Did al-Qaida bomb Istanbul and Riyadh?

Did al-Qaida bomb Istanbul and Riyadh?

Did al-Qaida bomb Istanbul and Riyadh?

What the foreign papers are saying.
Nov. 17 2003 4:11 PM

Terrorist Whodunits

Was al-Qaida responsible for the bombings in Istanbul and Riyadh?

Saturday's Istanbul synagogue bombings in which 24 people were killed, coming so soon after a car-bomb attack in Riyadh, Saudi Arabia, were seen by many regional papers as the work of al-Qaida. The Israeli government saw a more pervasive evil, drawing a link between what happened in Turkey and anti-Semitism in the Arab world and Europe.

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This attracted the interest of the London-based Al-Hayat, which headlined its story: "Israel Links the Two Attacks in Istanbul to 'Provocations' in the Arab and Muslim States." The paper went on to quote Israeli Foreign Minister Silvan Shalom saying, during a visit to Turkey Sunday, that there was a connection between verbal and criminal terrorism. Beirut's Al-Mustaqbal, owned by Lebanese Prime Minister Rafik Hariri, had a different take, arguing that Israel was trying to take advantage of the bombings to improve relations with Turkey. The paper's Istanbul correspondent wrote that Shalom had met with his Turkish counterpart, Abdullah Gul, and "called for Israeli-Turkish coordination in fighting terrorism; however his invitation did not provoke much response from Gul, who said the attacks were directed against all Turks, not only Jews." Significantly, Shalom did not meet Turkey's prime minister, and while the Beirut paper was too eager to interpret this as an indication of tension between the two countries, the moderate Islamists at the head of the Turkish government have indeed been more ambiguous about Turkish-Israeli relations than their predecessors.

Al-Qaida claimed responsibility for the blasts in a statement sent to the London-based Arabic-language daily newspaper Al-Quds Al-Arabi that asserted, "the attacks were carried out by 'the Abu Hafs Masri Brigades,' " named for a former associate of Osama Bin Laden's. According to a senior Israeli political source in Istanbul quoted in the Israeli daily Ha'aretz, "[I]n recent weeks the Turkish authorities had received forewarning of intentions on the part of terror organizations to mount attacks against Jewish targets in [Turkey,] and that similar information had reached the security services in Israel, including the Mossad." However, the paper added, "Defense establishment sources … again denied yesterday that the Mossad had relayed a warning to the Turkish authorities regarding possible attacks on synagogues." Turkish papers also mentioned early warnings of attacks, with the daily Milliyet observing in its Saturday edition: "The first sign of the attacks on the synagogues was seen a month ago. There was an increase in threats against our Jewish citizens." Meanwhile, the Jerusalem Post reported that a security camera at one of the synagogues had caught a suicide bomber on film: "Turkish authorities said the video was 'not clear' but that intelligence services are working on making an identification."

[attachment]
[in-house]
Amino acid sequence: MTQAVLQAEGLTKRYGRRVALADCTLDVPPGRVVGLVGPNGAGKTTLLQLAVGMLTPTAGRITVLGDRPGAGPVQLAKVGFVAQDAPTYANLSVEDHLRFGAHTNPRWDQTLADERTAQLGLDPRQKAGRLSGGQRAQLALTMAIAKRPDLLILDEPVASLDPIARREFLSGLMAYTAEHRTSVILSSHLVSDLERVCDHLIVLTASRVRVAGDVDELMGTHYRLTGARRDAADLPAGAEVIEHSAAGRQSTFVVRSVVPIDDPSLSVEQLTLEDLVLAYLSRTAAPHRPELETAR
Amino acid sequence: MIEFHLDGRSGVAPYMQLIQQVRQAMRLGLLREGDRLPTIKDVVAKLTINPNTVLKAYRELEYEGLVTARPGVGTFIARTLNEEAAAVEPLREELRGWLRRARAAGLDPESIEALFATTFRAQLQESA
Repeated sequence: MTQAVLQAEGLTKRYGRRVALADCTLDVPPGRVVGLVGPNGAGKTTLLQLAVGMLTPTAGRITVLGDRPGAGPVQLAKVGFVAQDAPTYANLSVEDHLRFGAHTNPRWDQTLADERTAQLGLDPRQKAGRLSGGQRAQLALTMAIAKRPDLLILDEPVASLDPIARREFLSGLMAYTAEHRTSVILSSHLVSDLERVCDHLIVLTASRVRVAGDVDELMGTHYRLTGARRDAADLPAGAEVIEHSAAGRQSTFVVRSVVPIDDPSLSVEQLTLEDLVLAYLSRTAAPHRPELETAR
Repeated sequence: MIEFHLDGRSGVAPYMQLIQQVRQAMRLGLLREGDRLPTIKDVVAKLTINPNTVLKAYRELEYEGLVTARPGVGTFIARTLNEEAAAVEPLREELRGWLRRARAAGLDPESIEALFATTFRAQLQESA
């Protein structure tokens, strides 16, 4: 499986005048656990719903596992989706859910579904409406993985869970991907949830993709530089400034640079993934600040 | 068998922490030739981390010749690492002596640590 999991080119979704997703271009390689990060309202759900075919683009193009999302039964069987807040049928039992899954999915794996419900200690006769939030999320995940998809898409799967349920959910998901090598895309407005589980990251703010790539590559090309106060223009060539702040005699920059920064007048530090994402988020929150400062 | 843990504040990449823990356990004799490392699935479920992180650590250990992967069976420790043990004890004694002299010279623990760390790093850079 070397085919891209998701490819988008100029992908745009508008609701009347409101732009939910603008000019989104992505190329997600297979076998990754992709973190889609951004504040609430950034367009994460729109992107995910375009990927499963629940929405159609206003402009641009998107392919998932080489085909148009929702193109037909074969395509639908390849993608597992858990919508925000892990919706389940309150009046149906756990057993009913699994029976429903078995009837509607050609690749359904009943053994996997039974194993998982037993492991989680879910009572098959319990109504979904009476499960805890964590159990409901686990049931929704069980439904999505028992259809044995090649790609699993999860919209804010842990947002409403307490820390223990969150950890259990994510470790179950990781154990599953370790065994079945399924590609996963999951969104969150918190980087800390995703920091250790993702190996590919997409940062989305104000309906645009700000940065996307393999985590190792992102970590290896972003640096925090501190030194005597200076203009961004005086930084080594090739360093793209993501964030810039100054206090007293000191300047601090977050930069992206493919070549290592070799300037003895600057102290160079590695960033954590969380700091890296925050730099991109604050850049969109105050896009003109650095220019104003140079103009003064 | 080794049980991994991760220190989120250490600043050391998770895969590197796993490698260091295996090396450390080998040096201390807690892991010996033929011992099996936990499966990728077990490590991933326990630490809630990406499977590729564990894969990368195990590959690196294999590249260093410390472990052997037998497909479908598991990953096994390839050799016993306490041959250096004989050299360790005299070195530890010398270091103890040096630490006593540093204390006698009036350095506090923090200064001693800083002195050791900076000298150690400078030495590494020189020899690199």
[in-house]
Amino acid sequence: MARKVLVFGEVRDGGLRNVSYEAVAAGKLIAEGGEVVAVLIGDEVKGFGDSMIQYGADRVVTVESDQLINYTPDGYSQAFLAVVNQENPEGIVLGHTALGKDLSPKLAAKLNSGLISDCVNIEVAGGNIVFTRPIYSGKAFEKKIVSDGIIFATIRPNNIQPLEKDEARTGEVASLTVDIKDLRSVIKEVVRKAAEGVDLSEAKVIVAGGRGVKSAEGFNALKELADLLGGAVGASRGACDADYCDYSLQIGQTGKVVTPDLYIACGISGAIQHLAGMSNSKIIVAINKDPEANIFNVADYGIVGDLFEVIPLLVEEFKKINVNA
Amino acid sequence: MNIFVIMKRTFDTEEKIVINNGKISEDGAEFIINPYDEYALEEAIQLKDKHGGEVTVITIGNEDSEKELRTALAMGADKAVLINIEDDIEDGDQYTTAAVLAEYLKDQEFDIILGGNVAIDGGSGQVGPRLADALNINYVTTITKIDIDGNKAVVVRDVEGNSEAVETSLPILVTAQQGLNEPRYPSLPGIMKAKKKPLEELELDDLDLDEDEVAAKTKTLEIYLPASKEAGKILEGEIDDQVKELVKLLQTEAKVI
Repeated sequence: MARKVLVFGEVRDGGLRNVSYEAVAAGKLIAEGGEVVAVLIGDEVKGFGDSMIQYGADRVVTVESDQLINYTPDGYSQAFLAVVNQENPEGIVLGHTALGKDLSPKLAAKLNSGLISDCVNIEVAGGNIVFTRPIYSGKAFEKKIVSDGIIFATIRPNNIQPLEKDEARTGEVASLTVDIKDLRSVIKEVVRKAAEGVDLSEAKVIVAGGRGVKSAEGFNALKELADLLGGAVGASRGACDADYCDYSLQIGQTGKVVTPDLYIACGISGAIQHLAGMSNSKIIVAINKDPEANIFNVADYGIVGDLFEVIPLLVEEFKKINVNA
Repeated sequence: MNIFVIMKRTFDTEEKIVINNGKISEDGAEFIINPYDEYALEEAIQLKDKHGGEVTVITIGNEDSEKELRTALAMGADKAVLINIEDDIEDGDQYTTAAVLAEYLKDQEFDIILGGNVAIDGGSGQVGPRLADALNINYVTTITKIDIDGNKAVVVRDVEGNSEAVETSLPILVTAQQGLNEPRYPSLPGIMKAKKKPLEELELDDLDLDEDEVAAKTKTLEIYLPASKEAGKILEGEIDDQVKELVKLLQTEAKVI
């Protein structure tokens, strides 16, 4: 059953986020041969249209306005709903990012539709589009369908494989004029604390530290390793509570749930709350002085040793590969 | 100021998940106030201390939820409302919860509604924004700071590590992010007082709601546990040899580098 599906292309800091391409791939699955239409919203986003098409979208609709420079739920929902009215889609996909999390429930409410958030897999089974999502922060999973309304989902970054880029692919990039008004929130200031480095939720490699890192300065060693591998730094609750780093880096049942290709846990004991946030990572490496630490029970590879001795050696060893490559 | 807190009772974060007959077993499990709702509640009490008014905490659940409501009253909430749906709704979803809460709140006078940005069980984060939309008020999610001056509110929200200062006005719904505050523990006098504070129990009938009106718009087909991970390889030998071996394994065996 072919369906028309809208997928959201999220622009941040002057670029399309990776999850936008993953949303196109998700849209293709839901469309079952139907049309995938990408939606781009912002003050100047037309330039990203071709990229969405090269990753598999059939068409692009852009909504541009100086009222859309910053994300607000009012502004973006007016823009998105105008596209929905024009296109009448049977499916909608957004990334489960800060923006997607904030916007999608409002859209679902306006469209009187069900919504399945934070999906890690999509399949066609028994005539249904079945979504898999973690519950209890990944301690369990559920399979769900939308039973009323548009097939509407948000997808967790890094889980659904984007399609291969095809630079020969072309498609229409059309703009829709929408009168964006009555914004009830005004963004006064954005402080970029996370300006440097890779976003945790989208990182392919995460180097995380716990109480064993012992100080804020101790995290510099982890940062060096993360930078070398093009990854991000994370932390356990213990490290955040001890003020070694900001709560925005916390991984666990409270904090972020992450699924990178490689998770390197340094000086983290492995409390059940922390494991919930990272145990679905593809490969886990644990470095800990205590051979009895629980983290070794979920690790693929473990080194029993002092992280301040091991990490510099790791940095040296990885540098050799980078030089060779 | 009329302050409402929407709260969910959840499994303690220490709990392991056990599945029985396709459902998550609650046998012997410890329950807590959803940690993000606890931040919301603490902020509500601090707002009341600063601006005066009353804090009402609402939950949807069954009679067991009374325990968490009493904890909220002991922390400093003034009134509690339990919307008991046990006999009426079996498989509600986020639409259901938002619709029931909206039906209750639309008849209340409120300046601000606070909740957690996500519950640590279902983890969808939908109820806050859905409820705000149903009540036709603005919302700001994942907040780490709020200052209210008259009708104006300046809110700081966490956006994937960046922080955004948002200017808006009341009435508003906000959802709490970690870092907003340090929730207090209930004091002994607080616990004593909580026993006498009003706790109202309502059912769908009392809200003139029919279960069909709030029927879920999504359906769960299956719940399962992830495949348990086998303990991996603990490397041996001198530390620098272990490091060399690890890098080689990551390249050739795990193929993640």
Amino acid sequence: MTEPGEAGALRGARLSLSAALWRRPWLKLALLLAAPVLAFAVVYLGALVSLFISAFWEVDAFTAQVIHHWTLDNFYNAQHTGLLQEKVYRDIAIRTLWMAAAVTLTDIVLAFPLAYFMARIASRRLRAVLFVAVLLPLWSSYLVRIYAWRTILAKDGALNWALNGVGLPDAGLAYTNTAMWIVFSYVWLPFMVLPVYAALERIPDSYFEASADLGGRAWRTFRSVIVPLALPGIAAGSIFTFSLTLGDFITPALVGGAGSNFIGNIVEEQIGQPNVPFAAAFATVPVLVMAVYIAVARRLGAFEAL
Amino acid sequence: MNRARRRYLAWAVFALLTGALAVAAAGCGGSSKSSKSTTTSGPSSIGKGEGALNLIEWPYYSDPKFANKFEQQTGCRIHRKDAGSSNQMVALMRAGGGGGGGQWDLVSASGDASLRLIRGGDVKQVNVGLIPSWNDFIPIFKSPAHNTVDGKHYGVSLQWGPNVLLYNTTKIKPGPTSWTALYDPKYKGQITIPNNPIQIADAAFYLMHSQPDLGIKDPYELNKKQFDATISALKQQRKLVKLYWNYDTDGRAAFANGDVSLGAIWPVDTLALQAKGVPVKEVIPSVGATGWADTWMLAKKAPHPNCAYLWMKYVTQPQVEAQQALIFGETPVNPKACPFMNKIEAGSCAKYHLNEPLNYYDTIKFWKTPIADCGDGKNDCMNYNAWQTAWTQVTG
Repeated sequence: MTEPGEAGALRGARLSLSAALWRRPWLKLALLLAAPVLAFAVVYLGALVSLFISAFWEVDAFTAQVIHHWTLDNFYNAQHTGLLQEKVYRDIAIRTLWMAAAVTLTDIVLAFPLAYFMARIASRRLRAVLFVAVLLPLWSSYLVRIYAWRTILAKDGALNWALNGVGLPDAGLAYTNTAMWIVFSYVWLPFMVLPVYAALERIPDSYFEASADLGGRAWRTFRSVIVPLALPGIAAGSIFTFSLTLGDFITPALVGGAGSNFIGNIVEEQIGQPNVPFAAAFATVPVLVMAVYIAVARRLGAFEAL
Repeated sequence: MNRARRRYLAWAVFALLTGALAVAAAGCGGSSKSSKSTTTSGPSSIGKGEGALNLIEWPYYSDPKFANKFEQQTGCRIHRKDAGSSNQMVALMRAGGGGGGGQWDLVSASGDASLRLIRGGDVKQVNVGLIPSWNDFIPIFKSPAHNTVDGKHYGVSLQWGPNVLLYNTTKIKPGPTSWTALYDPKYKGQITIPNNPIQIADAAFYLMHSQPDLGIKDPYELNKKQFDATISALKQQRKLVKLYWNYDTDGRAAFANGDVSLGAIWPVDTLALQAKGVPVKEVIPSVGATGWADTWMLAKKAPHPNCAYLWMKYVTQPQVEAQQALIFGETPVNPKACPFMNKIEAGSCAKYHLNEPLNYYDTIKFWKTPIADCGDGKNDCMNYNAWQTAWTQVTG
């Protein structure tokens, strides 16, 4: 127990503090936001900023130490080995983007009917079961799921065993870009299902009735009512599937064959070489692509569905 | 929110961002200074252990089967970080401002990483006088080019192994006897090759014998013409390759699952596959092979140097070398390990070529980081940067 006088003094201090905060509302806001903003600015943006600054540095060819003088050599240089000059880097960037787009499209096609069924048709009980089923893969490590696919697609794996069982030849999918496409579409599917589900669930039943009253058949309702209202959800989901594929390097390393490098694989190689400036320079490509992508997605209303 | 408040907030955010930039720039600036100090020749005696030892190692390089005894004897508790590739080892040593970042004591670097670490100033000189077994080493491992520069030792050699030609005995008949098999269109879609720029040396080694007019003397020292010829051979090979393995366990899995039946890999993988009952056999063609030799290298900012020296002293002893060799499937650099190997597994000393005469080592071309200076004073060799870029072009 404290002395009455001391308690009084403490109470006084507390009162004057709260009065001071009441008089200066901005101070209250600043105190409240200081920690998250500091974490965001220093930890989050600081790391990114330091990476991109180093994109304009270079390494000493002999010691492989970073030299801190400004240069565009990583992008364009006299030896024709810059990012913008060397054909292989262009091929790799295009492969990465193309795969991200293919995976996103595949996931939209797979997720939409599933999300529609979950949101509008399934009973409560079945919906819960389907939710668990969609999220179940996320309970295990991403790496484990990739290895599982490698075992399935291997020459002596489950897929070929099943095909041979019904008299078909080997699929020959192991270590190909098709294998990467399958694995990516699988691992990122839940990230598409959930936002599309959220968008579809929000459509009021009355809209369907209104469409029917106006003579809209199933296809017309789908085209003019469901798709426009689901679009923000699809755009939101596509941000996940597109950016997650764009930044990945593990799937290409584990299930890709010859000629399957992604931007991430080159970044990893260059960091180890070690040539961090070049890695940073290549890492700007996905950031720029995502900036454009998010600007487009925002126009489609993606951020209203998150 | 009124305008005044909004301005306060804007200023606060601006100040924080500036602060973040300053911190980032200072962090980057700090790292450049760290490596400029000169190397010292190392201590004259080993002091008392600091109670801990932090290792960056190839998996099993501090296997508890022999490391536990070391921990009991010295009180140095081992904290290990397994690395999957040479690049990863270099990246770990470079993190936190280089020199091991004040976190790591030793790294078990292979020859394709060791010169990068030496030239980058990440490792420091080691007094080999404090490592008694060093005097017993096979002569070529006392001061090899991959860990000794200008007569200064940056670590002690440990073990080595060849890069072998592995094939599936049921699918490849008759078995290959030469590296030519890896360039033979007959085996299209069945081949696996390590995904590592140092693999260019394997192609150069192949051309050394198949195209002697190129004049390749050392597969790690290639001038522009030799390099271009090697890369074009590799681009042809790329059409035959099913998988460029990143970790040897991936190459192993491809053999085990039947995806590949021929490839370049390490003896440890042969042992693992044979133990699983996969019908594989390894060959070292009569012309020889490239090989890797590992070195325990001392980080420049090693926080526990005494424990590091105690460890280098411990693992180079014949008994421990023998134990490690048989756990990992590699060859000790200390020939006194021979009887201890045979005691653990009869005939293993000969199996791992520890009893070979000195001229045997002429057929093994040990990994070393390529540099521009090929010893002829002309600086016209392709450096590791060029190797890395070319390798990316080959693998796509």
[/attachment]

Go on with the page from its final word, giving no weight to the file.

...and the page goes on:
Amid all the talk of al-Qaida's role in the Istanbul incident, it was easy to overlook a front-page piece in Sunday's Al-Hayat that suggested the terrorist group had nothing to do with the bombing of a housing complex in Riyadh over a week ago. According to the story, al-Qaida issued a statement on a jihadist Web site saying it was behind all the attacks against U.S. forces in Iraq, but "we have no ties whatsoever to the operations in Riyadh or the targeting of the Al-Muhaya housing complex." It is difficult to say how authoritative the statement is, since there are few other obvious culprits in Saudi Arabia. Moreover, the notion that al-Qaida has been behind all anti-American attacks in Iraq is ridiculous, particularly with U.S. intelligence agencies increasingly convinced that former Iraqi President Saddam Hussein planned the postwar guerrilla campaign before the war began (one such scenario was described in Beirut's English-language Daily Star last August).

While al-Qaida stole the limelight, Lebanon's Hezbollah upped the ante on the Israeli government. There has been speculation for weeks that Israel and the Islamist group were about to exchange prisoners and the remains of combatants, and last week Israeli Prime Minister Ariel Sharon managed to get his reluctant Cabinet to approve a swap. Now, because of a last-minute snafu involving a Lebanese prisoner whom Israel refuses to release because he was responsible for the death of Israeli civilians, the deal may collapse. According to  Al-Mustaqbal, Hezbollah Secretary-General Hassan Nasrallah informed a mediator that he would not agree to any deal without the prisoner. This puts Sharon in a quandary, since he expended a great deal of political capital to see the deal through. However, Nasrallah is also keen to have the prisoners released because he gets many more in the trade than Israel does. The bargaining continues.